Navigation Pages

Thursday, November 17, 2016

Humble Pie Sometimes Tastes Okay

Humble (chicken pot) pie
I tend to get caught up in things...overly caught up in things, to be sure. I'm a worrier by nature and love (LOVE!) to take things on that are completely out of my control. (The US election for example.)

I worry about our future, what the Canadian dollar will do, how I'll get my work out in when I have a sore back and pinched sciatic nerve. It can get pretty overwhelming. (Again...the whole US election thing...what does it mean? How will it affect Canada? Will our neighbours to the south reconcile and if so how? Why why why.) Sorry for the scary little peak inside my head, but I'm fairly certain that my thoughts aren't unique. 
To descend or not???
Not all that long ago we were invited to lunch at an Ecuadorian family's home. They actually fed us two meals and showed us proudly around their home.We spent about four hours (maybe 5) there and learned a lot about middle class life in Ecuador, enjoyed their sizable country/suburban house and arrived home...exhausted...operating in a second language for that amount of time is tiring. Fast forward to last Sunday. 
Setting up the kitchen
We felt it was important to reciprocate so we invited all five family members to come to lunch at our house. Now, some of you already know that the Ecuadorian palate is beautiful, but simple. I went with basics...a good old fashioned late afternoon Sunday dinner of roasted chicken, potatoes and veg. I also made a salad, fresh dressing and a strawberry rhubarb pie. (Even using the Spanish word for rhubarb they were unfamiliar with it.) It turned out pretty well. I was also worried that our house might seem ostentatious or pretentious. (Is there actually a difference?)  Would the artwork be offensive. Did it seem like we were showing off? On the less hoity-toity side, our place isn't that big. They actually quite liked our place, art and view. They didn't shy away from asking about the meaning of our painting with skeletons in it and didn't seem shocked by the naked sculptures everywhere. We sat down and enjoyed the meal and talked of inconsequential things.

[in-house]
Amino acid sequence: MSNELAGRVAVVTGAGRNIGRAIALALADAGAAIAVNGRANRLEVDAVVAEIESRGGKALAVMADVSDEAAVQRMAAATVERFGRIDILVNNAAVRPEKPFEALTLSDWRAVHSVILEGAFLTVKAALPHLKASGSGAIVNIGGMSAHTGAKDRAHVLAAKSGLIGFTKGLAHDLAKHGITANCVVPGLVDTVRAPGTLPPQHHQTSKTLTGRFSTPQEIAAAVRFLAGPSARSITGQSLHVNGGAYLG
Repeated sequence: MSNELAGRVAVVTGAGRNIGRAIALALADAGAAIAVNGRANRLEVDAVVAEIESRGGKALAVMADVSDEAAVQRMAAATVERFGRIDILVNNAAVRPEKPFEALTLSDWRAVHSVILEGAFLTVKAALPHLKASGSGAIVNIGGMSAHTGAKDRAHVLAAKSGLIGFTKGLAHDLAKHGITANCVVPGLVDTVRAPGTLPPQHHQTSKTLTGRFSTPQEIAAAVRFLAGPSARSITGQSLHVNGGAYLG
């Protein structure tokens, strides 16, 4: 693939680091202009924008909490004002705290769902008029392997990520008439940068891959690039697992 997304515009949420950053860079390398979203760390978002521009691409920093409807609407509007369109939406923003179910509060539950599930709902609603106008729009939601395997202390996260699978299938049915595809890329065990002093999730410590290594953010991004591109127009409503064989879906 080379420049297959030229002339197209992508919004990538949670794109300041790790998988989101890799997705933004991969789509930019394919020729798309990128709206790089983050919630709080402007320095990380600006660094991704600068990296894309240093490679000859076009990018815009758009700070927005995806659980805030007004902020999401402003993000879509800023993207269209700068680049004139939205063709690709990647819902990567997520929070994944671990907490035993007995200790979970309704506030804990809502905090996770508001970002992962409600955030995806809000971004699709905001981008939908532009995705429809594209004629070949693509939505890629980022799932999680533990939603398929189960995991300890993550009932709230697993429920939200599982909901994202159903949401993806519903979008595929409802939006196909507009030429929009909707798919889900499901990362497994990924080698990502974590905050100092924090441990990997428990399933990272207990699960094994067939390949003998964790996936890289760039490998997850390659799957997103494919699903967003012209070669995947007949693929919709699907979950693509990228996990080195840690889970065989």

The journey of life
The mom offered to help us with the dishes and we explained that we had a dishwasher. Now, they'd admired our refrigerator (their youngest daughter couldn't believe that it made ice!), large oven and five burner stove, but they hadn't noticed the dishwasher. They were completely fascinated. They oohed and aahed over the detergent tablets, marveled at how much we could put in and that the dishes would come out clean. This was humbling in it's own way. I don't know if they realize that it's cheaper to buy a machine than to hire an employee and that's how middle class folks in North America get by. For the most part, they think that we (meaning gringos) are "rich" and that means all the trappings that come with it. Of course, they do their own dishes by hand, like we used to do, back in the good old days.

With all the craziness going on, this moment made me grateful. Grateful to have friends of different stripes, grateful for being blessed enough to have a dishwasher and grateful to be in a place where I can learn such lessons.


  1. I found this post very interesting! I didn't realize that a dishwasher would be such a 'foreign' item for the middle class. -Jenn (a fellow 'worrier')

    1. Welcome back, Jenn! You can buy them here, but if you're well to do you have employees, not machines.